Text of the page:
Scottish Highers: Biology, chemistry, English, French, Italian, maths and physics
University: University of Strathclyde
I enjoyed science at school and by the time I reached 16 or 17-years-old I knew that I was keen on taking the engineering route. I wanted to study a university course that would keep my options open and it was my chemistry teacher who first introduced me to chemical engineering.
I looked at several university prospectuses and chemical engineering appealed to me because it covered such a diverse range of subjects.
Studying at Strathclyde
I studied chemical engineering at the University of Strathclyde , UK. It’s a longer course than most – five years – partly because the first year is very much about covering all of the basics and focuses heavily on chemistry and maths.
I was lucky enough to spend some time in Italy during my course, where I helped PhD students for three months on lab work. I also carried out a summer placement with AstraZeneca at the end of my third year, where I got first-hand experience of life in the pharmaceuticals industry and a further industrial placement with Atkins during my fifth year where I experienced the contracting industry for the first time.
The modules I enjoyed most at university were probably those that taught me about areas that most people don’t associate with chemical engineering – food processing, membranes and plastics.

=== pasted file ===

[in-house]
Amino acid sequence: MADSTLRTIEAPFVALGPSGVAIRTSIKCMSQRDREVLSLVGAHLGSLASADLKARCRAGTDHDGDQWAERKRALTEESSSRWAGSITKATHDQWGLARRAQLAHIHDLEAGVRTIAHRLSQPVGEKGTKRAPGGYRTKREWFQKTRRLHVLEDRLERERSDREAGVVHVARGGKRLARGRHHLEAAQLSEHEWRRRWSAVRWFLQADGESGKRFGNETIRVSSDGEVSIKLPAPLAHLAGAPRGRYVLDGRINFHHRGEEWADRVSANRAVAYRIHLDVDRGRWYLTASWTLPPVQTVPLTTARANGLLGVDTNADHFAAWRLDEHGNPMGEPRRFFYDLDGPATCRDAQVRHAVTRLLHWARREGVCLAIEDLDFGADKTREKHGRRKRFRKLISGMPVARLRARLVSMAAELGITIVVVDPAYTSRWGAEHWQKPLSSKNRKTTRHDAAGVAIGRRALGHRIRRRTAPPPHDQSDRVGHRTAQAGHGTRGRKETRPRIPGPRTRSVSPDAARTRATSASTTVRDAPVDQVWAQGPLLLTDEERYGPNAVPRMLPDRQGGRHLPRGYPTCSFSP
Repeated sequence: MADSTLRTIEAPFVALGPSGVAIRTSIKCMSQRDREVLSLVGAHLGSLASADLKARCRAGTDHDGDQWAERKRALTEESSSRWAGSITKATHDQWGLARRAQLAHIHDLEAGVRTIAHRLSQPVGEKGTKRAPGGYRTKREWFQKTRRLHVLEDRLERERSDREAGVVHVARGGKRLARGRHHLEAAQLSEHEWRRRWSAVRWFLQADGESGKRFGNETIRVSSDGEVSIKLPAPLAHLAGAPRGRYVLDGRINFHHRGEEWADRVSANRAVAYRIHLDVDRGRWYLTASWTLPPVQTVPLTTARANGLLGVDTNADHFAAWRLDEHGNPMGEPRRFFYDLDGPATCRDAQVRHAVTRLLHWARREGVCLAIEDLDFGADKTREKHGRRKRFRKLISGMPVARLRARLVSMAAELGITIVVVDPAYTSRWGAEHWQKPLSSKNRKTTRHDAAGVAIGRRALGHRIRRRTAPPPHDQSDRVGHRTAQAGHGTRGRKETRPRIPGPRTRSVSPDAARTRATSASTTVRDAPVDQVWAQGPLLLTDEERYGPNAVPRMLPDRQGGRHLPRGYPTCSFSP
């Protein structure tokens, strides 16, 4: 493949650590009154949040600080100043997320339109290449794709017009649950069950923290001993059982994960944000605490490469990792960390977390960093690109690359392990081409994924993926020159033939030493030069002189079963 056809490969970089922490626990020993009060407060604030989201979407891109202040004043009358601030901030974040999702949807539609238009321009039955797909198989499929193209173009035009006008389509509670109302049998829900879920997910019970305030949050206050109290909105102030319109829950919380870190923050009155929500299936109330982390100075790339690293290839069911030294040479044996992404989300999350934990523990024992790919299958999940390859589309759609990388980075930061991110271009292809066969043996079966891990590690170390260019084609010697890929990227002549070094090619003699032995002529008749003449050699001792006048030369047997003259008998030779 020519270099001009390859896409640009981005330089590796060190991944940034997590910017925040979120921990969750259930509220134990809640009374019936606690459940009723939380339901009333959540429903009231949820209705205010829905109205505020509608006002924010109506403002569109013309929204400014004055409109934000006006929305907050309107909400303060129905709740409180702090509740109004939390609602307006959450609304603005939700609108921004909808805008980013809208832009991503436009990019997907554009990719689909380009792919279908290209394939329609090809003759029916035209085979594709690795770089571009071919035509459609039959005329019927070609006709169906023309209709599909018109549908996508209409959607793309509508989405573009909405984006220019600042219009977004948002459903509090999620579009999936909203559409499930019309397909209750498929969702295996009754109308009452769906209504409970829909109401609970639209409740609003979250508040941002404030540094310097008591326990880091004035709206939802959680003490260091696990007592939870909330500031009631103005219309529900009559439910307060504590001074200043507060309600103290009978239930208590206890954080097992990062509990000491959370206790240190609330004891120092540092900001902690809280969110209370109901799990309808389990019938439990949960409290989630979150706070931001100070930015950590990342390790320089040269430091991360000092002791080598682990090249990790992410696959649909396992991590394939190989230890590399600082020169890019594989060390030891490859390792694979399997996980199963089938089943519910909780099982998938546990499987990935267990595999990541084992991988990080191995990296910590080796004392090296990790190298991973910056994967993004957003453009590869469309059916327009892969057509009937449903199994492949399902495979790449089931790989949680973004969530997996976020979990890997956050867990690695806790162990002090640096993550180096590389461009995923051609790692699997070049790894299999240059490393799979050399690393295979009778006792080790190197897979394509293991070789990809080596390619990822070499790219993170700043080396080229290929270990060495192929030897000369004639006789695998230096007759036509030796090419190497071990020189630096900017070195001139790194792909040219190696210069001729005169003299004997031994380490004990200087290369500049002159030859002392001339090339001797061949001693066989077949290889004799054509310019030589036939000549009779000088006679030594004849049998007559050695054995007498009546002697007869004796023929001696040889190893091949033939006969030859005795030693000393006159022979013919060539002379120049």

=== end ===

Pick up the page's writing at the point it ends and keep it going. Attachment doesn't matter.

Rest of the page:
Applying for jobs
Ahead of my final year at university, I started to apply for jobs and focused on the contracting sector. Contracting appealed to me because it was the chance to work on lots of projects in lots of different industries. I thought that would give me the opportunity to develop my skills more widely without becoming too specialist in any one area.
I took a job at Amec Foster Wheeler in 2008. It was a big leap for me because it was my first long-term move down south and it was daunting starting my first graduate job. The fact that I joined at the same time as forty other new graduates helped a lot.
I started out in the instruments department, where I created a database to track the progress of all the instrumentation, valves and indicators required for an LNG facility.
Then I moved onto process systems and was developing drawings for a refinery revamp project, making sure that changes were properly recorded and incorporated. Revamp projects like this really make you think about how the changes being made will impact on the plant as a whole. Looking after the drawings was a good chance to get a better understanding of how all the different disciplines work together on a project.
Seeing the world!
Like many other chemical engineers, I’ve been able to work abroad at this relatively early stage in my career. I went to Singapore recently to work on the final construction phase of a plant and my job was to ‘walk the drawings’, making sure that all of the different components of the actual plant properly matched the designs.
This is a great place to work for a chemical engineer that wants to get a broad range of knowledge and experience. If you like variety and working in a fast-paced and challenging environment, it’s a really good company to work for.
It’s not east to understand what chemical engineering is until you really start studying it and doing it. Use the resources here on whynotchemeng.com and try to talk to chemical engineers. If you can get a work placement or some sort of industry experience, that will also help you better understand what chemical engineering is all about.